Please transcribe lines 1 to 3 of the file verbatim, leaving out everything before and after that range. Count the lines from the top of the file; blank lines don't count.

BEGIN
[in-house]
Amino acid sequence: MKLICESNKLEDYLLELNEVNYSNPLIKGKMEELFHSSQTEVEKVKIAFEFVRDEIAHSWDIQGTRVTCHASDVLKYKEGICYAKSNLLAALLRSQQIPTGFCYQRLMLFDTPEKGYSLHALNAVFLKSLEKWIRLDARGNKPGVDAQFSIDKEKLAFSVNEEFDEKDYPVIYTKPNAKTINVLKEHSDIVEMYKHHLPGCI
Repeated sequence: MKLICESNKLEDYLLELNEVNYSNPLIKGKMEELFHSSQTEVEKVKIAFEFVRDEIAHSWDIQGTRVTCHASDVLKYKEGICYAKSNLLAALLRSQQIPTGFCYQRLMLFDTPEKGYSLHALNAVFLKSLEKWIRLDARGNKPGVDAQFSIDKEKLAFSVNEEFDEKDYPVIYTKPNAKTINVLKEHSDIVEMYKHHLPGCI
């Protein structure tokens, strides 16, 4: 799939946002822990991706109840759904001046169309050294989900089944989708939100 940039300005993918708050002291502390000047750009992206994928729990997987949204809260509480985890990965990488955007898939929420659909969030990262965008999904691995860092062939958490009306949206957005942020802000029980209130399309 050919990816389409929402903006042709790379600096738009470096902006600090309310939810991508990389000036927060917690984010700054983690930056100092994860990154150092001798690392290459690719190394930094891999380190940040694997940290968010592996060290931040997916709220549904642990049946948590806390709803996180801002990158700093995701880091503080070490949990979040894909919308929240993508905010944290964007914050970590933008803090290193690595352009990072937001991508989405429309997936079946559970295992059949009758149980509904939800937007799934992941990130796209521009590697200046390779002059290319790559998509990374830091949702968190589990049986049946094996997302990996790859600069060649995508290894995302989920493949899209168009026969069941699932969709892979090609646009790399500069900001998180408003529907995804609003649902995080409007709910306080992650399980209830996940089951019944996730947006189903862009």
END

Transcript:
[in-house]
Amino acid sequence: MKLICESNKLEDYLLELNEVNYSNPLIKGKMEELFHSSQTEVEKVKIAFEFVRDEIAHSWDIQGTRVTCHASDVLKYKEGICYAKSNLLAALLRSQQIPTGFCYQRLMLFDTPEKGYSLHALNAVFLKSLEKWIRLDARGNKPGVDAQFSIDKEKLAFSVNEEFDEKDYPVIYTKPNAKTINVLKEHSDIVEMYKHHLPGCI
Repeated sequence: MKLICESNKLEDYLLELNEVNYSNPLIKGKMEELFHSSQTEVEKVKIAFEFVRDEIAHSWDIQGTRVTCHASDVLKYKEGICYAKSNLLAALLRSQQIPTGFCYQRLMLFDTPEKGYSLHALNAVFLKSLEKWIRLDARGNKPGVDAQFSIDKEKLAFSVNEEFDEKDYPVIYTKPNAKTINVLKEHSDIVEMYKHHLPGCI